Realize that mathematical "proofs" do not contain any information that did not previously exist. That is, a deductive "proof" does not contain any information that cannot be merely written in ordinary natural language. Therefore, you do not need to contain logical symbols that are unintelligible to the layman to be logically precise.

One of the goals of many of the Austrian economists is to present information that is both self-contained and can be understood by the intelligent layman. Logical symbolism would detract from that goal.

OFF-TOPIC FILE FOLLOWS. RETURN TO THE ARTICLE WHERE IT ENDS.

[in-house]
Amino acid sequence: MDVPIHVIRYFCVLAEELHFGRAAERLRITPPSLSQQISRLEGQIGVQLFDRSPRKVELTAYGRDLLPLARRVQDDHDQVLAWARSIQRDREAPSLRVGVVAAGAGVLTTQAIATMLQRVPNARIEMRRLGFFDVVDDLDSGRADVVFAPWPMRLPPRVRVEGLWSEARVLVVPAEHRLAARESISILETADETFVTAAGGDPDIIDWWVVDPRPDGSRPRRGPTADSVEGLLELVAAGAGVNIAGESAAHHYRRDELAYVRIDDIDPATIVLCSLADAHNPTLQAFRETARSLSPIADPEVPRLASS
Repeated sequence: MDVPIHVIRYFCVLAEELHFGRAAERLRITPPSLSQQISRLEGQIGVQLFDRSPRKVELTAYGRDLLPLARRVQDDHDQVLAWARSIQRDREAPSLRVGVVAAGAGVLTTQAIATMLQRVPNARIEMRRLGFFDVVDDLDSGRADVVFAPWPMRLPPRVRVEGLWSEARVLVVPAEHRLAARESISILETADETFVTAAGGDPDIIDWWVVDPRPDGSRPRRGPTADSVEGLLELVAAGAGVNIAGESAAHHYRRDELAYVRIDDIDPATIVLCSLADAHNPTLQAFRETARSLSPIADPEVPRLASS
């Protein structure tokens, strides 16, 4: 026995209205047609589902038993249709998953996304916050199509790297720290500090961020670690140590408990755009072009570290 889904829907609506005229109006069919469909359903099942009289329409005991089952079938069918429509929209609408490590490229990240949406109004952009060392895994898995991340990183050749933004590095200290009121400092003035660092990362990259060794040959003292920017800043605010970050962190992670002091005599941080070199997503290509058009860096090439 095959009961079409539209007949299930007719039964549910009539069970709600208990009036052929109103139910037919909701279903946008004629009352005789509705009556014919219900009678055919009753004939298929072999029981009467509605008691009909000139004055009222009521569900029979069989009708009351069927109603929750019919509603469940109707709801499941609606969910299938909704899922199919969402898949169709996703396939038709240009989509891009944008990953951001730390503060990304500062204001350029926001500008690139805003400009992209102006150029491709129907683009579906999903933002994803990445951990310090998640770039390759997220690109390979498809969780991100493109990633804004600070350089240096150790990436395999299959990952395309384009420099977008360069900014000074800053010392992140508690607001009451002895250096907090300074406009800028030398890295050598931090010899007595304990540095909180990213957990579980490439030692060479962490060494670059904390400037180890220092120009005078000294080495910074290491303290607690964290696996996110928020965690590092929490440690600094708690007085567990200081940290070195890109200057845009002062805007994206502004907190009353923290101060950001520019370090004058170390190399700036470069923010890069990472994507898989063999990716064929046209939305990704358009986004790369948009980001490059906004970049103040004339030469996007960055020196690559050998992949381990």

However, I do believe that one of the main focus's of the Austrian tradition is to more greatly explicitize the arguments. For example, "Man, Economy, and State" seems much more explicit than "Human Action". That is, in "MES", Rothbard explicitly announces that he is presenting a new assumption or explicitly announces that a certain implication follows directly from a certain axiom more often than Mises does in "HA".

I believe that the arguments can and will become more explicit and therefore more precisely presented in the Austrian treatises that will appear in this generation.

If I wrote it more than a few weeks ago, I probably hate it by now.

Also, I would like to post a passage from page 75 of "MES":